A Savings Incentive Match Plan for Employees Individual Retirement Account, commonly known by the abbreviation "SIMPLE IRA", is a type of tax-deferred employer-provided retirement plan in the United States that allows employees to set aside money and invest it to grow for retirement. Specifically, it is a type of Individual Retirement Account (IRA) that is set up as an employer-provided plan. It is an employer sponsored plan, like better-known plans such as the 401(k) and 403(b) (Tax Sheltered Annuity plans), but offers simpler and less costly administration rules, as it is subject to ERISA and its associated regulations. Like a 401(k) plan, the SIMPLE IRA can be funded with pretax salary reduction, but those contributions are still subject to Social Security, Medicare, and Federal Unemployment Tax Act taxes.[1] Contribution limits for SIMPLE plans are lower than for most other types of employer-provided retirement plans as compared to conventional defined contribution plans like Section 402(g), 401(k), 401(a), and 403(b) plans.

Contribution Limits
Year Under Age 50 Age 50 or Older
2005 $10,000 $12,000
2006 $10,000 $12,500
2007 $10,500 $13,000
2008 $10,500 $13,000
2009 $11,500 $14,000
2010 $11,500 $14,000
2011 $11,500 $14,000
2012 $11,500 $14,000
2013 $12,000 $14,500
2014 $12,000 $14,500
2015 $12,500 $15,500
2016 $12,500[1] $15,500[1]
2017 $12,500[1] $15,500[1]
2018 $12,500 $15,500
2019 $13,000 $16,000
2020 $13,500 $16,500


  • Only an "eligible employer" may establish a SIMPLE IRA. An eligible employer is one with no more than 100 employees. An employer who has already established a SIMPLE IRA may continue to be "eligible" for two years after crossing the 100 employee limit.
  • Employees are not required to make regular IRA contributions to their SIMPLE IRA account.
  • The plan requires a certain minimum contribution from the employer. The employer may either (see match the contributions of employees dollar for dollar up to 3% of the employee's compensation (subject to certain rules that allow for lower contributions—see IRC Sec. 408) or the employer may contribute a flat 2% of compensation for each employee with at least $5,000 in compensation for the year, regardless of the amount the employee contributes.[2][3]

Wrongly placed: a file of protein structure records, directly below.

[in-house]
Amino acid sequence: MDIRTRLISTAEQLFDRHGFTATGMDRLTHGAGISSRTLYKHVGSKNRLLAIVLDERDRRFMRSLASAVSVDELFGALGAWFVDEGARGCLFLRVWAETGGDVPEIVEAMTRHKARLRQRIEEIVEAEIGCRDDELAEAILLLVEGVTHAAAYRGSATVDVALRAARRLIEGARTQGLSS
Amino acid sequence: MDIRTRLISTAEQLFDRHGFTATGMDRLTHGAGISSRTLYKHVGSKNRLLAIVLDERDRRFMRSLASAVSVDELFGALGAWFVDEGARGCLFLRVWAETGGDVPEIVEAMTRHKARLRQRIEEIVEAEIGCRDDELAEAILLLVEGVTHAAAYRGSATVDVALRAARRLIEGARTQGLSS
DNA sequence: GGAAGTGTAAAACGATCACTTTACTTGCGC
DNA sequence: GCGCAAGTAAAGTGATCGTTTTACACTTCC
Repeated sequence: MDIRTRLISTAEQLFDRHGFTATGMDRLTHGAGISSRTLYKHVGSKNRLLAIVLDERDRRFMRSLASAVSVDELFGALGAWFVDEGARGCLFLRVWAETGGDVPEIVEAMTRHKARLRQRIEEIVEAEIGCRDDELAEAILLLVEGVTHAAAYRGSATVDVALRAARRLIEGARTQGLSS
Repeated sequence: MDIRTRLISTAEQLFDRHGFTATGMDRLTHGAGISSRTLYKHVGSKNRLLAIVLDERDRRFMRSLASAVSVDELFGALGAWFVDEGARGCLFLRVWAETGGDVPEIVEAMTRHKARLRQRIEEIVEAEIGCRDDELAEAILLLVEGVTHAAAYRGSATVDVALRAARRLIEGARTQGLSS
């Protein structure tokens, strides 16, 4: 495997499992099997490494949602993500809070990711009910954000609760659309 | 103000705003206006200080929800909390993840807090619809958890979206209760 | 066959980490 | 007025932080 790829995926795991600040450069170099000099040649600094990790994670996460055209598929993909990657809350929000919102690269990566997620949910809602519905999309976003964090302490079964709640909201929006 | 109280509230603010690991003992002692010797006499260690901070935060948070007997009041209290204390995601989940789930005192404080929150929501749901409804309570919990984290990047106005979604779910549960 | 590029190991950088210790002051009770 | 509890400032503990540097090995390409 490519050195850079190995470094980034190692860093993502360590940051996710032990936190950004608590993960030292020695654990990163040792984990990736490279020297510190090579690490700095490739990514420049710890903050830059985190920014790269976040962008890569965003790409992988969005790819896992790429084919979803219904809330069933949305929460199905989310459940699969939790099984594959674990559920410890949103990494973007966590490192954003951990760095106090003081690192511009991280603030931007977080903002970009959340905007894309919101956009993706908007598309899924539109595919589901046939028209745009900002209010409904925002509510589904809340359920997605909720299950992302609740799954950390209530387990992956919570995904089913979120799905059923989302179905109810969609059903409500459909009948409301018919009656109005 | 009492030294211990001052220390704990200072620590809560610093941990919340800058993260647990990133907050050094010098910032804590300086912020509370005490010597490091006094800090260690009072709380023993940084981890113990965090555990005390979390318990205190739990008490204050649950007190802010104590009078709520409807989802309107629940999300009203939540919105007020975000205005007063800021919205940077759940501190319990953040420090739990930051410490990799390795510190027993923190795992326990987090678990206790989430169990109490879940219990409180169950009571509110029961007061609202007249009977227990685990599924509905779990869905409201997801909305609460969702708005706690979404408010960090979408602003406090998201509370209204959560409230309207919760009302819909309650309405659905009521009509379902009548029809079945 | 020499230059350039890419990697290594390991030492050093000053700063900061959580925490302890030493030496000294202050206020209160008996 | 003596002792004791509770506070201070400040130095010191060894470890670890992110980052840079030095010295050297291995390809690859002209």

• The employee contribution limit is $12,500 for 2015, increased from $12,000 for 2014.[1]
  • A catch-up provision is available for participants over the age of 50. The extra catch-up contribution allowed is $3,000 for 2015,[1] as compared to $6,000 catch up available in a 401(k), 403(b), and 457 plans.[4]
  • The SIMPLE plan can technically be funded with either an IRA or a 401(k). There is almost no benefit to funding it with a 401(k), since the lower contribution limits of the SIMPLE are required as is the expensive extra administration of the 401(k).
  • Unlike a 401(k), a SIMPLE IRA cannot be rolled over to a Traditional IRA without a waiting period (two years from the date the employee first participated in the plan).
  • SIMPLE IRAs allow for smaller contribution limits than 401(k) or Deferred Contribution Plans.
  • SEP IRAs and Traditional IRAs (among other retirement plans) cannot be "rolled over" into a SIMPLE IRA.

Early withdrawal penaltyEdit

If a participant under the age of 59.5 wishes to take a distribution and it has been less than two years since their first contribution into the plan, they could be penalized up to 25% (10% if more than two years) by the Internal Revenue Service. This two-year rule applies to all distributions, including rollovers from the SIMPLE IRA. Any amount withdrawn and not rolled over, regardless of age, is also subject to ordinary income tax for the year in which the distribution is made.

See alsoEdit


  1. ^ a b c d e f g "IRS FAQ on SIMPLE IRA Contributions". Retrieved April 23, 2013.
  2. ^ "What is a SIMPLE IRA?". Retrieved 2016-09-02.
  3. ^ Appleby, Denise (2004-05-18). "SIMPLE IRAs: Introduction | Investopedia". Retrieved 2016-09-02.
  4. ^ "IRS Announces 2015 Pension Plan Limitations; Taxpayers May Contribute up to $18,000 to their 401(k) plans in 2015". Internal Revenue Service. 23 October 2014. Retrieved 23 October 2014.

General referencesEdit

  • Department of the Treasury, Internal Revenue Service. Publication 590: Individual Retirement Arrangements (IRAs) 2004 Pages 62–65 100 pg pdf file
  • Littell, David and Tacchino, Kenn. Planning for Retirement Needs 5th ed. 2002, The American College, Bryn Mawr PA. ISBN 1-57996-039-1

External linksEdit